Monday, February 22, 2010
Happy 75th birthday Grandpa!
Here's a little short memory for you that, in my mind, characterizes so much of what is good in my Grandpa.
Our family likes to visit Gibson Dam. It's beautiful and isolated and not too far from where I grew up. Grandpa and Grandma Heagy come often because they love being in the mountains. One time, I must have been in junior high or high school, our family was watching the fury of water at the base of the dam. Grandpa convinced me that it would be okay for us to actually walk underneath the enormous double jets of water that shot out hundreds of feet from the dam, creating the entire Sun River. The whitewater always terrified me, and the roar of the water shooting out of those two pipes was thunderous, but right under the spouts, the rocks were high enough out of the water that you could walk across them if you kept right next to the wall of the dam. CRAZY! Not only was it terrifying to be underneath that much fast-moving water--I felt like it could have taken my head plumb off if I stood up straight--but the rocks were slippery and wet and water and spray dripped down on you. So of course, we did it, and Grandpa came with. When we reached the other side there was a small rocky bank against a cliff wall. We waved at our family, looked around, might have stacked a few rocks into a little cairn to prove we were there, and then scrambled back under the jets. Well, when we got back, much to our surprise, we had company. Some men in uniforms were there to chew us out. Park service? Dam employees? I don't remember. But they chewed Grandpa out with a stern warning never to do that again.
I wasn't really afraid of those guys, after all, I had just defied death. So what I remember most of all was my Grandpa's face. So polite and respectful but still smiling with those white Hollywood teeth.
Somehow I suspect that there have been a few more rock cairns on the far side of the dam since that day.
Saturday, February 13, 2010
Harriet Betsy Cook Teeples only actually lived in Arizona for five years. She and her husband, William Randolph Teeples, settled in Pima, Arizona, which is south of Snowflake. Here is where my GGGrandma Eunice Rosella Teeples was born. While there Harriet took charge of a small store and post office that William built. They kept her very busy and often she had to stay up most of the night to receive the mail.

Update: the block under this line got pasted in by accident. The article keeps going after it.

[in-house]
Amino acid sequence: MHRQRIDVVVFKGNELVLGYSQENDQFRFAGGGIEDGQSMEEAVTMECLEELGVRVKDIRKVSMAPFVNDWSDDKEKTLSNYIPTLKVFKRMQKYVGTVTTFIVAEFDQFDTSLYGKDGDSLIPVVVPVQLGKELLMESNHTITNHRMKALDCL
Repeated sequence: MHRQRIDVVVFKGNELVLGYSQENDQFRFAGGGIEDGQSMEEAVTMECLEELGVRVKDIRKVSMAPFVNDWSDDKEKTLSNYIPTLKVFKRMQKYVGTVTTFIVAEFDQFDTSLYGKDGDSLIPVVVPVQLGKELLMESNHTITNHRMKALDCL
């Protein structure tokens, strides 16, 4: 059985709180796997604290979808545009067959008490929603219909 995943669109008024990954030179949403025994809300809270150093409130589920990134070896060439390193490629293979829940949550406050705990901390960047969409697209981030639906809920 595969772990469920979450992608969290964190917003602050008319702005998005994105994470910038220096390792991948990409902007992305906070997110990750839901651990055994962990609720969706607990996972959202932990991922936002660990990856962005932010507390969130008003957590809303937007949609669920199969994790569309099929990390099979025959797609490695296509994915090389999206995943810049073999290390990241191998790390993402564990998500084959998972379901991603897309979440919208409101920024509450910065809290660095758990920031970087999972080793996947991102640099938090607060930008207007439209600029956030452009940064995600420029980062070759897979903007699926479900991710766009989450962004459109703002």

"After we had been at Pima nearly four years, my husband was taken dreadfully ill with an abscessed liver. After a long illness he died June 5, 1883 at the age of 49 years. His death was a heavy blow to me. I was left alone with five small children. The oldest being a boy of 13 years. [her daughter Beatrice had married by this time]. I was then appointed postmistress and kept it nearly a year, trying very hard to get out of debt and collect from the people who owed us, but made small progress in that direction. I turned the books over to my creditors in the spring of 1884 and they collected; I was very happy to know I was out of debt.
I decided to go back to my parents and friends in Utah. I resigned to post and prepared for our long journey, although I did not know how we were to go as we had no money to go on the train, which was 44 miles from Pima. However, we packed up our wagon and were all ready to start when a young man came along and said, "I will drive your wagon and furnish my own food if you will haul me and my bedding." He was from Utah and was there on a visit. His name was James McClellin, and thus the way was opened for us to come.
My son sold our cow for $40 and we started on the 28th day of April 1884. We traveled four days. In the Magillan Mountains we came to the Black River, which is very deep. As the ferryboat was on the other side, the boys tried to swim a horse across, but the horse and mules all refused to go, so we camped there for four days waiting for help. About ten o'clock on the fourth morning we saw some soldiers coming at the head of 500 Indians who were moving to another reservation. One Indian, who was an excellent swimmer, swam the river and brought the boat back and they helped us across.
We traveled on ten miles to Fort Apache and camped near the Fort that night. Then the next morning we traveled on to Woodruff on the lead of the Little Colorado where my oldest daughter lived and here we rested a few days. Then, leaving her, we started on again and I did not see her again for 10 years. When we came near the Holdbrook Railroad Station we drove into a stream of water and stopped to let our horses drink. When we tried to start again the team could not pull the wagon out of the bottom of the stream as it proved to be quicksand and in trying to get out we broke the wagon tongue. The boys rushed to a farm nearby and got a farmer's team and pulled the wagon out backwards. The young man went to the station to see if he could get a wagon tongue. There happened to be just one tongue there and it fit our wagon. He obtained it and put it on the wagon and we started on our journey again."
Here is a link that includes a virtual walking tour of the current Fort Apache site.
"As we came to Sunset, one of our wagon wheels got out of order. This town had broken up and all the people had moved out except one man and he was waiting for someone to come back after him and his blacksmith tools. He repaired our wagon, but if we had been just a little later he would have been gone.